What you want is for the beads to maintain their shape on the front. They should look like they aren’t touching from that side.
The back will have a melted look where they are all touching and slightly flatter. If you do it too long or too hot, they will start to change shape.
Take the iron and go in small circles over the wax paper, so that the iron doesn’t stay still. Let it get hot all over and then lift off the iron for about 30 seconds and then repeat.
After I do this a couple of times, I will lift up the paper to see if it looks consistently melted all over. If any beads are not stuck together yet, keep going. Sometimes all but just a few will be melted, and you’ll just have to do that one area again.
Let it Cool
Let it cool off with the paper on it for a good minute or two, and then pull the paper off carefully. It should easily come off, leaving you will the design.
Then you can pull the beaded design off the base carefully and set it aside to cool all the way down. This is a good time to inspect it one last time to be sure all beads are attached.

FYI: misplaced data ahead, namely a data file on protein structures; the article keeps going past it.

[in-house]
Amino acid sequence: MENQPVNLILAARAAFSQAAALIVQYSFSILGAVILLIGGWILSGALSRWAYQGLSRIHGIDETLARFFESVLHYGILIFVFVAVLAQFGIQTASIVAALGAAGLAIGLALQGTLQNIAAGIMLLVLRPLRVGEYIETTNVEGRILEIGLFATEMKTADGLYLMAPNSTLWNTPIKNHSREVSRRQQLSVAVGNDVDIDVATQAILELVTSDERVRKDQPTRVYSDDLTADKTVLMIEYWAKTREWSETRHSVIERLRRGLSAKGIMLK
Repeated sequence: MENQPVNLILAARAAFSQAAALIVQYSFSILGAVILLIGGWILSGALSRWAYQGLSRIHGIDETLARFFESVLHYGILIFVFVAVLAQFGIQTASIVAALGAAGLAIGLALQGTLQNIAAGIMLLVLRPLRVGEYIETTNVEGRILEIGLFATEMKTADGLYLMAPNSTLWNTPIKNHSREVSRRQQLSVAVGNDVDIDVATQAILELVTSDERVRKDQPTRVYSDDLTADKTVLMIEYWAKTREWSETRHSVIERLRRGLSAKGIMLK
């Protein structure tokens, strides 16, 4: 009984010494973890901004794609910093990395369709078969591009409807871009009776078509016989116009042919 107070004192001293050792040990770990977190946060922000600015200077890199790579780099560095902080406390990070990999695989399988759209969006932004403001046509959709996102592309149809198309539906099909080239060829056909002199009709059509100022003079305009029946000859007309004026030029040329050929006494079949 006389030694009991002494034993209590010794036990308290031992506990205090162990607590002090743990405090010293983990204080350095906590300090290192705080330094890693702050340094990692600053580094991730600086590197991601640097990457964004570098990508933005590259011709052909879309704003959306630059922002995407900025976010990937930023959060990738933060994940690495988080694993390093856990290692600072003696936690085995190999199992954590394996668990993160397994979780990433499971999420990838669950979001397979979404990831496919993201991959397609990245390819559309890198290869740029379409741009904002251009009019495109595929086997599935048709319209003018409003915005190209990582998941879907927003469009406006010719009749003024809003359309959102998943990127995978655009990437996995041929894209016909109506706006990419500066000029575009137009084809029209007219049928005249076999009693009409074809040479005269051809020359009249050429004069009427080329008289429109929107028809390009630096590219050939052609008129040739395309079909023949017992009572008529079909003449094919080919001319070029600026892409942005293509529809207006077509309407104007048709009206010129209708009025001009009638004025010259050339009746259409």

Once it’s nice and cool you can let them take it.
Be sure to stress to them that these are really meant to look at, and not to play with. They do break fairly easily.
One Last Tip
The last tip I have that has really helped me is that as kids are sorting their beads and looking for specific colors, I encourage them to communicate with each other and help each other out.
Give your friend the color she needs as you find it and vice-versa.
Then, at the end or middle of class, even, start putting the sorted colors into an organizer bin so that they are already started for the next person who needs that color.
You don’t want to organize them all by color ahead of time because it is too hard for all the kids to be over one bin of beads. They need their own. This does help for the next class or next time you do them again though.
So get creative and have fun!